We took the kids to Disney World recently, and as a way of talking about the experience I asked them which ride was their "favorite." Immediately I felt I had made a mistake -- asking children to put diverse experiences into a hierarchy probably flattens it for them. Anyway, since when have I ever been able to say what my favorite of anything is?
But I do have favorite books, if not a favorite. Eudora Welty's The Optimist's Daughter is one; I was reminded of it when I spotted a copy in JRL's grandmother's condo. She had it because her rabbi's wife thought we'd like it. It seems crazy that a person could just forget about a favorite book, but I did. How many more books out there have I forgotten about that are as good as that one? I could never just sit down and make a list. I'd forget too many.
So a hierarchy is out of the question, but I think it's possible to put all my favorite books into two groups -- an "A" list and a "B" list. The A list would include the best books I've ever read: the powerful, life-changing ones like Lolita and Moby Dick and Anna Karenina and The World As I Found It and Housekeeping. I think this list would have about ten books on it, but who knows what I'm forgetting about.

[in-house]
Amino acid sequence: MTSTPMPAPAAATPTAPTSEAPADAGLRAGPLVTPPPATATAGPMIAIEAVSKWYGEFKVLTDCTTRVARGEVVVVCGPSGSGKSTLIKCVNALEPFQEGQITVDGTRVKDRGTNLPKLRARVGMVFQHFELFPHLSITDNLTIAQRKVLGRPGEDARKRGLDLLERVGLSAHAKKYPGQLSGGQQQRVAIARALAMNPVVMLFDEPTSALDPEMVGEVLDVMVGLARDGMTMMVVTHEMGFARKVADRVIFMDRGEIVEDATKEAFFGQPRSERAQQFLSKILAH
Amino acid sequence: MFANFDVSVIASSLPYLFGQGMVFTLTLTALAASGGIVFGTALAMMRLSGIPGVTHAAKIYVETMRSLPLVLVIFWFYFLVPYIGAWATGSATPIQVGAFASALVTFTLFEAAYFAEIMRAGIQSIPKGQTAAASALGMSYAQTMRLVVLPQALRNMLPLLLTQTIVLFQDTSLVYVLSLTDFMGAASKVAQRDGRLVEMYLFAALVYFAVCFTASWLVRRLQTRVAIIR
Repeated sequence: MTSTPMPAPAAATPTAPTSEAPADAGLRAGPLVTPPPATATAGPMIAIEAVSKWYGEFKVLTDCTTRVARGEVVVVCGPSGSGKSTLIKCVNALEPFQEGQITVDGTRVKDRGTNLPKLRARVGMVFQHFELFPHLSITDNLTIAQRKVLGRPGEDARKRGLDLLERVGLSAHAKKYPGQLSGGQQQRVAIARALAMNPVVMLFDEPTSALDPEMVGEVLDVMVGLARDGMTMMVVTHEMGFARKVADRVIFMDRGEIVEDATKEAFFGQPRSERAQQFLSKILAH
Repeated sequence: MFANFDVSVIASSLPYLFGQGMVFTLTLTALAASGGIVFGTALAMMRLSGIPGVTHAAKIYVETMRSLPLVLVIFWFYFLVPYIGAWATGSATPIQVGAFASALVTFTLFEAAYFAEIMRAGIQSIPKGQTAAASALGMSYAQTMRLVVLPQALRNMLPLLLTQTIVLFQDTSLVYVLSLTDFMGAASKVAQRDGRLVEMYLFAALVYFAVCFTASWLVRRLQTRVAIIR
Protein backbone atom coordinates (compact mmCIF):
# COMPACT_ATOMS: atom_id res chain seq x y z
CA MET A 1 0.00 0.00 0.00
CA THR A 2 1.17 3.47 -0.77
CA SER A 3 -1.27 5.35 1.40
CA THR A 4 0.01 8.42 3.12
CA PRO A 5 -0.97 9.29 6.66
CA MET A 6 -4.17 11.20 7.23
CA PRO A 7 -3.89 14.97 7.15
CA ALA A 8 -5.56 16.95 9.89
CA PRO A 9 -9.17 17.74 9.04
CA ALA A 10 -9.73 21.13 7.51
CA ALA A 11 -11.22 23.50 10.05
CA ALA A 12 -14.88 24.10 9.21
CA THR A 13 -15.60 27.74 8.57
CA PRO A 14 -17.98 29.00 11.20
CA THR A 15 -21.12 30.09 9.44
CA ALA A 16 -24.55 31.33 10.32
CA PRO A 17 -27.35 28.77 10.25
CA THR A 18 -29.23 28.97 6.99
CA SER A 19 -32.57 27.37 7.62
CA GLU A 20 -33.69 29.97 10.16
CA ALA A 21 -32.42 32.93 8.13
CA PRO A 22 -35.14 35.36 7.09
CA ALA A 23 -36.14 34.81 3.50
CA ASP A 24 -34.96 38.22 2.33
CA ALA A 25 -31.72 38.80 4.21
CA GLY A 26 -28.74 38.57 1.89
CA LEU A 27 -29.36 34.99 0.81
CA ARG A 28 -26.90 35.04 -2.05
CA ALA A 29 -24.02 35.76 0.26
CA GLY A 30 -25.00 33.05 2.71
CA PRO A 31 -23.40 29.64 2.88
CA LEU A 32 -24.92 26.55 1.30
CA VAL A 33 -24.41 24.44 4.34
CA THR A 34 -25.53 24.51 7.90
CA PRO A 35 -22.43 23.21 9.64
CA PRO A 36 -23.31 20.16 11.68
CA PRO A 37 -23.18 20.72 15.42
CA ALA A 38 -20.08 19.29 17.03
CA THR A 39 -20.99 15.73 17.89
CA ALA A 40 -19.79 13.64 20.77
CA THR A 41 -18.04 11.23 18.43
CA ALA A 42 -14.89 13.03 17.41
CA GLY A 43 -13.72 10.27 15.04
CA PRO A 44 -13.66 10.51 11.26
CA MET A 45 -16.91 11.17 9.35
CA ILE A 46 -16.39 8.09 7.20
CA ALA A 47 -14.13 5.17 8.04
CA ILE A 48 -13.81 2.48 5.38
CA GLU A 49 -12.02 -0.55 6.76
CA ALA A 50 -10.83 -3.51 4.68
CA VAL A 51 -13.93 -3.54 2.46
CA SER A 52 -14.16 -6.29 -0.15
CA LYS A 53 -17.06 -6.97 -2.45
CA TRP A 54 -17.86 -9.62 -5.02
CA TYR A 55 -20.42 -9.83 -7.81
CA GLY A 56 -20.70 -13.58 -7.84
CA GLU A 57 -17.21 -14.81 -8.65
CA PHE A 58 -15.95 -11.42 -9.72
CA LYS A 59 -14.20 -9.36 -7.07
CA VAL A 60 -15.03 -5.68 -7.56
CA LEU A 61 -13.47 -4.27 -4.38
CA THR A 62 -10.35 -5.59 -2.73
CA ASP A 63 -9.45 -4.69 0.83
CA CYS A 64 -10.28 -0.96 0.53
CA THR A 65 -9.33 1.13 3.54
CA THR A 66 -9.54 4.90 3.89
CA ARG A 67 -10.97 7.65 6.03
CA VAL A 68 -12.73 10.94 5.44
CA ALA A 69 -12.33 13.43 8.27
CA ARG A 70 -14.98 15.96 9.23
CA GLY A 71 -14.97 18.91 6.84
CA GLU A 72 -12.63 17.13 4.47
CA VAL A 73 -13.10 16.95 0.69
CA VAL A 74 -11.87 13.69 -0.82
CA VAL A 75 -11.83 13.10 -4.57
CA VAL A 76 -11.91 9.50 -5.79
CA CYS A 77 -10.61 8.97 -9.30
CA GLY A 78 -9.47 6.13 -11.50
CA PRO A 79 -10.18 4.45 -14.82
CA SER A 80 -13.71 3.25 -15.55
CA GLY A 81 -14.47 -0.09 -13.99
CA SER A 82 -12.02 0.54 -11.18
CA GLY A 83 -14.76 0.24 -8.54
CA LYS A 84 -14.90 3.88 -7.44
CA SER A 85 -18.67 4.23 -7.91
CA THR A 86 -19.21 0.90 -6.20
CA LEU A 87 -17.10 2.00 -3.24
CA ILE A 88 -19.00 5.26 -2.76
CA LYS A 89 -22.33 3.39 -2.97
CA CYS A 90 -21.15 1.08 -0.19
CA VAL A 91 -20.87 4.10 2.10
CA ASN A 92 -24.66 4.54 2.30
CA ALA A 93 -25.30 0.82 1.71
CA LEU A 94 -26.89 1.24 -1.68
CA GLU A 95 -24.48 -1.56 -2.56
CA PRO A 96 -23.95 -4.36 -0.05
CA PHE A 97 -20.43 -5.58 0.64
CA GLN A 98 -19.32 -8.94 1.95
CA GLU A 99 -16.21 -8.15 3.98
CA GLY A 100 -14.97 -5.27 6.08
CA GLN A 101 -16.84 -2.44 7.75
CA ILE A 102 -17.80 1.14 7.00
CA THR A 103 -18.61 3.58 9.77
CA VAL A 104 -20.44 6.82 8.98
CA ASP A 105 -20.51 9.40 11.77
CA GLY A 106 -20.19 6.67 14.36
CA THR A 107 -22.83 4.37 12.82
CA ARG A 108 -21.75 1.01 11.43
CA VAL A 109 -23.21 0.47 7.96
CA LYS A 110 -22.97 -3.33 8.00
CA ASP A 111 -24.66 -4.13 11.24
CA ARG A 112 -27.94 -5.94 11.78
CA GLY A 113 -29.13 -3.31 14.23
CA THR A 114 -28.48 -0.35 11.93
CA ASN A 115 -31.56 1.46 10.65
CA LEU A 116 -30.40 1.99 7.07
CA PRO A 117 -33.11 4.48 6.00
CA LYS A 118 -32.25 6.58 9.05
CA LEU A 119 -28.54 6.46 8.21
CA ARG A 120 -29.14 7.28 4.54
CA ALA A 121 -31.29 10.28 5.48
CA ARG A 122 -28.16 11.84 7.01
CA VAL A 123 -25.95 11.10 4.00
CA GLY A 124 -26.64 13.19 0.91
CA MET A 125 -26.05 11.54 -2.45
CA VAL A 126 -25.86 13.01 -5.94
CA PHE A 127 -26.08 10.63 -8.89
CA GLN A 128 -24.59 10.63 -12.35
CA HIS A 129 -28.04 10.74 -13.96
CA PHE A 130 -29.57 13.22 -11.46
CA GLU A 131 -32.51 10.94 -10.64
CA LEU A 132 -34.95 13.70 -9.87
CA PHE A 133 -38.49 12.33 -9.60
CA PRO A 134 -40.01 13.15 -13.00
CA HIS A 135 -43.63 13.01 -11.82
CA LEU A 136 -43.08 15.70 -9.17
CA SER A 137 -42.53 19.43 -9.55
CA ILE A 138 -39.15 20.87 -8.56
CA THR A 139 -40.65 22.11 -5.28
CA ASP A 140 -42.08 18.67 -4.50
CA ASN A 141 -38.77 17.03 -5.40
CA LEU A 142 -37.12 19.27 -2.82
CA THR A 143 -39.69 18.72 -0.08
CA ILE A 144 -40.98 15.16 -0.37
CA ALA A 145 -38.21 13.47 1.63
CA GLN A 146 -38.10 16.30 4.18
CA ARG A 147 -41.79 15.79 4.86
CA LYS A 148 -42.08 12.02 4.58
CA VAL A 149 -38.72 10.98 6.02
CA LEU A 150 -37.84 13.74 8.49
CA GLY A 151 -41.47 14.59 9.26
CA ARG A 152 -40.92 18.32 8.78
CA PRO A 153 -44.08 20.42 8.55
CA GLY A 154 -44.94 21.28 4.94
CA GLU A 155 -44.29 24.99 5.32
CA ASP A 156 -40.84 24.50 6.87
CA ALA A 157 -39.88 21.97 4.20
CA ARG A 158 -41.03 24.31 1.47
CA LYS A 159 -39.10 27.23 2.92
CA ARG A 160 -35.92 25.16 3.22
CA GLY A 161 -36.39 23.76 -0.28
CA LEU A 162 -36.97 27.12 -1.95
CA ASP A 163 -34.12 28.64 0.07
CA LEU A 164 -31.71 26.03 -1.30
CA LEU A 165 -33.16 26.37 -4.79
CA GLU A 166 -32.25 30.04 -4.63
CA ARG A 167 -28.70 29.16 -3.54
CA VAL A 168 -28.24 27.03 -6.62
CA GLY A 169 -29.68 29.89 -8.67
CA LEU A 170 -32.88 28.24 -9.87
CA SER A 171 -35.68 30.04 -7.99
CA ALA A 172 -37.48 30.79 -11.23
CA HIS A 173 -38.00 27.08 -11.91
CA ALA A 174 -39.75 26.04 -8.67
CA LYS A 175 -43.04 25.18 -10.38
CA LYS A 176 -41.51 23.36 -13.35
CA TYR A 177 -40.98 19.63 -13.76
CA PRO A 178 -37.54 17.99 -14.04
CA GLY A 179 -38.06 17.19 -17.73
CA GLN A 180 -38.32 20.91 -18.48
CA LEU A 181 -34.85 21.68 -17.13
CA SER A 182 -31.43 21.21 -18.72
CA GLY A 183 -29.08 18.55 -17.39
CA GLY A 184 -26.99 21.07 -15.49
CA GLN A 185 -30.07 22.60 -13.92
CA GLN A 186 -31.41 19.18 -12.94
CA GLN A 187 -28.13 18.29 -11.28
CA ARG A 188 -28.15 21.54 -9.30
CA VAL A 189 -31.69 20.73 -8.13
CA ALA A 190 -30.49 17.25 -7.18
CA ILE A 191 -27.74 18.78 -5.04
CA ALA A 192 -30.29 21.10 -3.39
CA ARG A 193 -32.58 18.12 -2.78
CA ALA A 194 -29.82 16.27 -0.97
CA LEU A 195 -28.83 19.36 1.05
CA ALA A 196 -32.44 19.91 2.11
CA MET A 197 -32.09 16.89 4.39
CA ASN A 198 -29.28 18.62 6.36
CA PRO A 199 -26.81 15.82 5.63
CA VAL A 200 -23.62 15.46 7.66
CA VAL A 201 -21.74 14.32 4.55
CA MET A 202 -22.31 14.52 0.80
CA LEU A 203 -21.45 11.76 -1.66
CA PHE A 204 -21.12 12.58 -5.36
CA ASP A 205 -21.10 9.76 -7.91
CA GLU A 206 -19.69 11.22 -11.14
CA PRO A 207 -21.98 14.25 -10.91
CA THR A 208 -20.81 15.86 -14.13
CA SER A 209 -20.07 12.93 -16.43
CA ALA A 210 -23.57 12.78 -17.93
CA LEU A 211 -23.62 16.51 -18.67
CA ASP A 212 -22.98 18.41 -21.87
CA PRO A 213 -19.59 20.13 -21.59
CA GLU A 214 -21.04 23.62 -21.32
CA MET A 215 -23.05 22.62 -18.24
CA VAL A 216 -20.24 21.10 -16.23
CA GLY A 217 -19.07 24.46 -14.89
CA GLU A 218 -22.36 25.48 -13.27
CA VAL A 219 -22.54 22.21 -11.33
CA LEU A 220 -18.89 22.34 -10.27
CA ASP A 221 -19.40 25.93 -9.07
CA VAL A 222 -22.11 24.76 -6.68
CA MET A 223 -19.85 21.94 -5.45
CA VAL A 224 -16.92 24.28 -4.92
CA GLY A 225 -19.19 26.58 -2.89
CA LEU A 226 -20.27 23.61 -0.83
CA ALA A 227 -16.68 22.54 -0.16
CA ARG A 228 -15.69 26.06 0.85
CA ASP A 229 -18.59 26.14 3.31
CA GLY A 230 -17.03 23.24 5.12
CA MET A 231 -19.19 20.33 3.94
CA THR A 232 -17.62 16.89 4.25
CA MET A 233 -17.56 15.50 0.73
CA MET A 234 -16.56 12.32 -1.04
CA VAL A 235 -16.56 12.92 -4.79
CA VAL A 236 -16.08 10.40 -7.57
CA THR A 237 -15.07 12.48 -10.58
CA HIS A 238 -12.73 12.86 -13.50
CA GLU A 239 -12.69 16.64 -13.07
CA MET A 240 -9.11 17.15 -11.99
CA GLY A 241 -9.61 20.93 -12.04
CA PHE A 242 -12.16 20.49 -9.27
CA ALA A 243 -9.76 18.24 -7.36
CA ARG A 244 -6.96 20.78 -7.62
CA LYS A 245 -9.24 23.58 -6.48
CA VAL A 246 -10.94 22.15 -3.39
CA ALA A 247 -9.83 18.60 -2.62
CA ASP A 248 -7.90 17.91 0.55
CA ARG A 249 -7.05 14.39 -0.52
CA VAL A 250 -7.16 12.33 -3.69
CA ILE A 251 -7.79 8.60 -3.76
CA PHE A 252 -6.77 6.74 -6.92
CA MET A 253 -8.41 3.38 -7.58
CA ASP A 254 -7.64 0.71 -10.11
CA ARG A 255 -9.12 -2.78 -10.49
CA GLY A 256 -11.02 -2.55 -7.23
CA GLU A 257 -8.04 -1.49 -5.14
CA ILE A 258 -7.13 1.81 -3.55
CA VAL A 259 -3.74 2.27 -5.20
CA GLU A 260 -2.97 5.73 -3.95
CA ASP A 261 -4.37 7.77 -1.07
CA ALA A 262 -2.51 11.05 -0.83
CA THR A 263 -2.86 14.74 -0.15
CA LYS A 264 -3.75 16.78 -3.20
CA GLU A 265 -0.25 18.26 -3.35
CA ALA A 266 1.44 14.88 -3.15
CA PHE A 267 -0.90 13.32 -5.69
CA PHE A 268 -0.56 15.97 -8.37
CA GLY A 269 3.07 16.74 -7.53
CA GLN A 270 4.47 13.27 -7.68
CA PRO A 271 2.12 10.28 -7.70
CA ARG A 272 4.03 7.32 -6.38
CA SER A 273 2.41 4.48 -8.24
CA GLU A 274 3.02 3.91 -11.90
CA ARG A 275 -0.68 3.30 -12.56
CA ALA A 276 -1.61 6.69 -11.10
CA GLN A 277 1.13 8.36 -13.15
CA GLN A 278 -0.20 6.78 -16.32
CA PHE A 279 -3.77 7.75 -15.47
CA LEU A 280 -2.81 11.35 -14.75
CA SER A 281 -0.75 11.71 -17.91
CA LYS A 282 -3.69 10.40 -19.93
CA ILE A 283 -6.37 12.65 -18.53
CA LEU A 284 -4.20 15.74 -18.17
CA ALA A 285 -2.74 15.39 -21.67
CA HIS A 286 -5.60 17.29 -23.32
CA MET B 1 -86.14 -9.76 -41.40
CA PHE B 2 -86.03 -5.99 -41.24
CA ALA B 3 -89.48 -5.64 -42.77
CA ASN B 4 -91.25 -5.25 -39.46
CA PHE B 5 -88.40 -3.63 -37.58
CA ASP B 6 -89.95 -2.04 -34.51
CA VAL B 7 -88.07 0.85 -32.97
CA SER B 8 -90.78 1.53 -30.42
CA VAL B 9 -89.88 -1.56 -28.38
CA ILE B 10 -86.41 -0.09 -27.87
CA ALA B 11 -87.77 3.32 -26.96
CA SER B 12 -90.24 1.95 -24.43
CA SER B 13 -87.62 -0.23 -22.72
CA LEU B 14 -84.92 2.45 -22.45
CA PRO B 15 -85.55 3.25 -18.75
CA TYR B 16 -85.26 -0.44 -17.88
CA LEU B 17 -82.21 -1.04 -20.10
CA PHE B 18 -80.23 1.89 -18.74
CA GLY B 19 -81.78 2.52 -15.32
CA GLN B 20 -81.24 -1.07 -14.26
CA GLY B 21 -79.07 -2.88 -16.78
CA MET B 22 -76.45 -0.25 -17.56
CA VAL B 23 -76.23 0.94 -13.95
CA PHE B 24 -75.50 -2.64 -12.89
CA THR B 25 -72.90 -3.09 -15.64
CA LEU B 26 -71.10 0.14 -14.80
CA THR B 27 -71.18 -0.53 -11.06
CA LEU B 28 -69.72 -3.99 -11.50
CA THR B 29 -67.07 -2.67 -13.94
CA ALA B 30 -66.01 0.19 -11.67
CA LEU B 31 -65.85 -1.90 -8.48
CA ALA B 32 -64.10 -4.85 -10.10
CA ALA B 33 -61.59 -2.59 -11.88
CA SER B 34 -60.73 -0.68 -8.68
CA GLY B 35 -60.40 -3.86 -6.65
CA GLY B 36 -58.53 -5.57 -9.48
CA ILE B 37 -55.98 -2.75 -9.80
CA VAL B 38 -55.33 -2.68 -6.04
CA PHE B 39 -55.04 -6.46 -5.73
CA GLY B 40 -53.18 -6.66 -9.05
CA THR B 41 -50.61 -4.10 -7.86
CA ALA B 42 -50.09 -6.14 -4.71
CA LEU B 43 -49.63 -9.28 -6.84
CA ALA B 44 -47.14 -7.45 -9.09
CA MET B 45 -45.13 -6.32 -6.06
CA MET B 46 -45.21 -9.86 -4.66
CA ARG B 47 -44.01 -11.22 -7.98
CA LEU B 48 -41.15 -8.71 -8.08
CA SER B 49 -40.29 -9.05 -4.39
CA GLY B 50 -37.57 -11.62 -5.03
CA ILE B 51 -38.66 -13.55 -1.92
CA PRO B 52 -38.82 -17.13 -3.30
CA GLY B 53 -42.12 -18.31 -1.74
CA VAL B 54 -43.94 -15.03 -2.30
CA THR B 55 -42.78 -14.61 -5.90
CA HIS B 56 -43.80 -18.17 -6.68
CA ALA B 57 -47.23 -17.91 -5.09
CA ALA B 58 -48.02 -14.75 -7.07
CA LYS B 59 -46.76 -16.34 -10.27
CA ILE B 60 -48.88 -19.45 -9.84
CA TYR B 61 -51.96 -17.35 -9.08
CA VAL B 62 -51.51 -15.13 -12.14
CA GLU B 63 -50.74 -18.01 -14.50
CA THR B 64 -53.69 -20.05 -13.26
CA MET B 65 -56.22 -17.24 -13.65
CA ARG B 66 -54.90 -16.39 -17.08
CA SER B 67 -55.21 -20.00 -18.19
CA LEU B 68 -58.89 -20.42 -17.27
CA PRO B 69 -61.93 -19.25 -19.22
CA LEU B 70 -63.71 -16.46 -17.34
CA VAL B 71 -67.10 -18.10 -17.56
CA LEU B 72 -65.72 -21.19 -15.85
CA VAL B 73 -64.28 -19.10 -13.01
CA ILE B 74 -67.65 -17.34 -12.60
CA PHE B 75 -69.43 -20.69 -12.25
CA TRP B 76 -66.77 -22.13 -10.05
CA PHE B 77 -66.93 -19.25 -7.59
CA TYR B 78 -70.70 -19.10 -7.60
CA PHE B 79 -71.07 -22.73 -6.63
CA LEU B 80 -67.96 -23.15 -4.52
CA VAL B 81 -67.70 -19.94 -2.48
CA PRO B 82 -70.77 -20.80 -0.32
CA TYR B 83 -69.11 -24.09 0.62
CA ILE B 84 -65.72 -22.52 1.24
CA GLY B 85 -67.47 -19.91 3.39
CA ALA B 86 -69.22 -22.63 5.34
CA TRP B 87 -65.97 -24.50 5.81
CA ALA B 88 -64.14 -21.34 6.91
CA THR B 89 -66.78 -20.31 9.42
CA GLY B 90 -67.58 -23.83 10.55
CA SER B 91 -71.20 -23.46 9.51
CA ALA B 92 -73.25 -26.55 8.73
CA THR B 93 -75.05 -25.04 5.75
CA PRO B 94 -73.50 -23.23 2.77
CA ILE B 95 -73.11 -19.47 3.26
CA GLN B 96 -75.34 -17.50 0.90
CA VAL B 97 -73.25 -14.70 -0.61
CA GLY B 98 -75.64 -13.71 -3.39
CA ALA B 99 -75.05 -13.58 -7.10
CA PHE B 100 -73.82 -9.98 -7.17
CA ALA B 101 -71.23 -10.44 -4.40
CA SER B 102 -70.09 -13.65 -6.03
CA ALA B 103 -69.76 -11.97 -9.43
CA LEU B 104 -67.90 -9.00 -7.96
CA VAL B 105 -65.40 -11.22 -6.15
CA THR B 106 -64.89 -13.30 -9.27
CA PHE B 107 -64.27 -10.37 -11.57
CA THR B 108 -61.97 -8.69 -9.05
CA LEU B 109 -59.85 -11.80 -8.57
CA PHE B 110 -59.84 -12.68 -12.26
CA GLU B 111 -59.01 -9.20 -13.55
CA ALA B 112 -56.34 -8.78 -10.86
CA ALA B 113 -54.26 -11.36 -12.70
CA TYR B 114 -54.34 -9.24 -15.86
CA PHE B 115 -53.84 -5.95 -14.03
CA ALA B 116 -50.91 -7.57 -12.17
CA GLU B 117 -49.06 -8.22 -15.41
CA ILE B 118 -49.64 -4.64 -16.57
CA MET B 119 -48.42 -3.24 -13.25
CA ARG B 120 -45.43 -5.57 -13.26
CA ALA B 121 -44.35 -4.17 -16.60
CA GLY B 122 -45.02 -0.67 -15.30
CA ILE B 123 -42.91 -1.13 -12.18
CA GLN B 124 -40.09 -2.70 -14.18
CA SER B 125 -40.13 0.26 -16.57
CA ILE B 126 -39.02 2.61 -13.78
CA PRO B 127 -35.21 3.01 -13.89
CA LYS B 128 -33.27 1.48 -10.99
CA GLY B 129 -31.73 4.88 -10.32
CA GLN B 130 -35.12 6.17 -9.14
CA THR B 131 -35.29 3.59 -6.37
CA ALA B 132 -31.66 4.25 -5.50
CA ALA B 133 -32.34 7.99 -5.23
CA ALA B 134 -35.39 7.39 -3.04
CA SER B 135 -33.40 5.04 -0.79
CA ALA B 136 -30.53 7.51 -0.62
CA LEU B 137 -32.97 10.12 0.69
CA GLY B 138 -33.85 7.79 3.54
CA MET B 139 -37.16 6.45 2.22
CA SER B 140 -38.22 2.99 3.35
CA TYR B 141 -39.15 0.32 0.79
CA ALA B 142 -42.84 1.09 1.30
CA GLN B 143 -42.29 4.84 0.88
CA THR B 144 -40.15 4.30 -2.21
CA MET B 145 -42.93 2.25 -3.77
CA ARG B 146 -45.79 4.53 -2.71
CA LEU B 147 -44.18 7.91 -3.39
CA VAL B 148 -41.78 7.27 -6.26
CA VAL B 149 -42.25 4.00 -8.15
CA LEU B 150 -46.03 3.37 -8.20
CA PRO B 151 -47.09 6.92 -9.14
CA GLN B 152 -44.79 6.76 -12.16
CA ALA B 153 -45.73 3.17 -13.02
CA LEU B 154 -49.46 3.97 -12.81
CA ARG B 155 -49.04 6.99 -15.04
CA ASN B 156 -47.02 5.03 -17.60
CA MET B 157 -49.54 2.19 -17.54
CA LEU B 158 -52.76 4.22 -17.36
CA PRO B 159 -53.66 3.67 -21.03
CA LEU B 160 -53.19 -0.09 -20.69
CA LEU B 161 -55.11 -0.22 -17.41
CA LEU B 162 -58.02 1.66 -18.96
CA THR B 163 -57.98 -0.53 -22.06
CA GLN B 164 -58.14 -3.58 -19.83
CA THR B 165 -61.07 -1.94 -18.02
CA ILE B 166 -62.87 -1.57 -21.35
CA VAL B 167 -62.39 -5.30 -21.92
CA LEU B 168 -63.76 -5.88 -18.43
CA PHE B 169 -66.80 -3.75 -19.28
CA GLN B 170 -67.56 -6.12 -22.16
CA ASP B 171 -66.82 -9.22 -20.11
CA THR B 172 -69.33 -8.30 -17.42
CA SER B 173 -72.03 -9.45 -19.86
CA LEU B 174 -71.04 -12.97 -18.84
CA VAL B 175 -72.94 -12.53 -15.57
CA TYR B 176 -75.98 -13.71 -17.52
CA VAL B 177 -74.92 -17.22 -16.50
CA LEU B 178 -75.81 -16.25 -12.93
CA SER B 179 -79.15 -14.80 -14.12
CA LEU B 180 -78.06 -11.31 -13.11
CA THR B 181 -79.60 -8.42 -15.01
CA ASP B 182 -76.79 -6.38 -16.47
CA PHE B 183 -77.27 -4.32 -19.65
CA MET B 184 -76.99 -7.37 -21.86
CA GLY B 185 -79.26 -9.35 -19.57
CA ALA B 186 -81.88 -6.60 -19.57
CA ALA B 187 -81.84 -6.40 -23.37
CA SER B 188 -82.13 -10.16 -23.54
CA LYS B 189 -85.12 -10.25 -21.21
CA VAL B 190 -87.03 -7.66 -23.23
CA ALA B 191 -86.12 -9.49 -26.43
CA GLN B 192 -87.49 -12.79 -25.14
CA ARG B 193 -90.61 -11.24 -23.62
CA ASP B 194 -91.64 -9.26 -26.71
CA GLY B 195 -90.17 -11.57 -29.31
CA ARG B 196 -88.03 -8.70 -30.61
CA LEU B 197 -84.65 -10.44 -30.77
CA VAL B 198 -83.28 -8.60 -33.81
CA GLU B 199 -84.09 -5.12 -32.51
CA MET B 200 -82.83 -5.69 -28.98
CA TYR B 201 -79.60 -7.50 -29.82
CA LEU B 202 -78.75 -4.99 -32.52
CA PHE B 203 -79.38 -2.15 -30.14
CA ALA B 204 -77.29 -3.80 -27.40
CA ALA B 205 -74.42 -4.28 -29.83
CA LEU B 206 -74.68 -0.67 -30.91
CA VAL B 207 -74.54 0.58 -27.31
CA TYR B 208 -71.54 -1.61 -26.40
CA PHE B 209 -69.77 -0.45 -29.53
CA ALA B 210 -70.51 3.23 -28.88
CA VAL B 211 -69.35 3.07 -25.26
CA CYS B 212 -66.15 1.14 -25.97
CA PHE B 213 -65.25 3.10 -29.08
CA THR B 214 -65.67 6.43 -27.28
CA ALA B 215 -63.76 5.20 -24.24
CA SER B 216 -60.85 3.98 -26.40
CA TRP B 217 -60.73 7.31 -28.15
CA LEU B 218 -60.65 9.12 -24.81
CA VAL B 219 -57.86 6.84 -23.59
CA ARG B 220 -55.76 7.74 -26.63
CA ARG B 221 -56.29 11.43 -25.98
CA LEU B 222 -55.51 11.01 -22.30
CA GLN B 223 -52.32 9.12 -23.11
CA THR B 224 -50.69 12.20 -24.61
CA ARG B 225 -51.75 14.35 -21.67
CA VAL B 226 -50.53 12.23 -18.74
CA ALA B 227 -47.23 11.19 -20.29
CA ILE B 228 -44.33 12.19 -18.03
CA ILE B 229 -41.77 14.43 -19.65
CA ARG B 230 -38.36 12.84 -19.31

The B list would be made up of books that I love, but that probably haven't altered my worldview in the same way. For instance, I Capture the Castle and The Illustrated Man and Independence Day and Jesus' Son. This would have about 25 (or maybe 50) books on it, but would be much more subject to change than the A list.
Is this a waste of time? Oh, probably. But I couldn't sleep the other night so I spend a few restless hours coming up with this scheme. I think it has to do with our impending move. What to throw out, what to keep? There's probably a C list -- forgettable books I pretty much enjoyed at the time (She's Come Undone) -- and a D list -- deeply flawed stupid books I couldn't put down (Valley of the Dolls).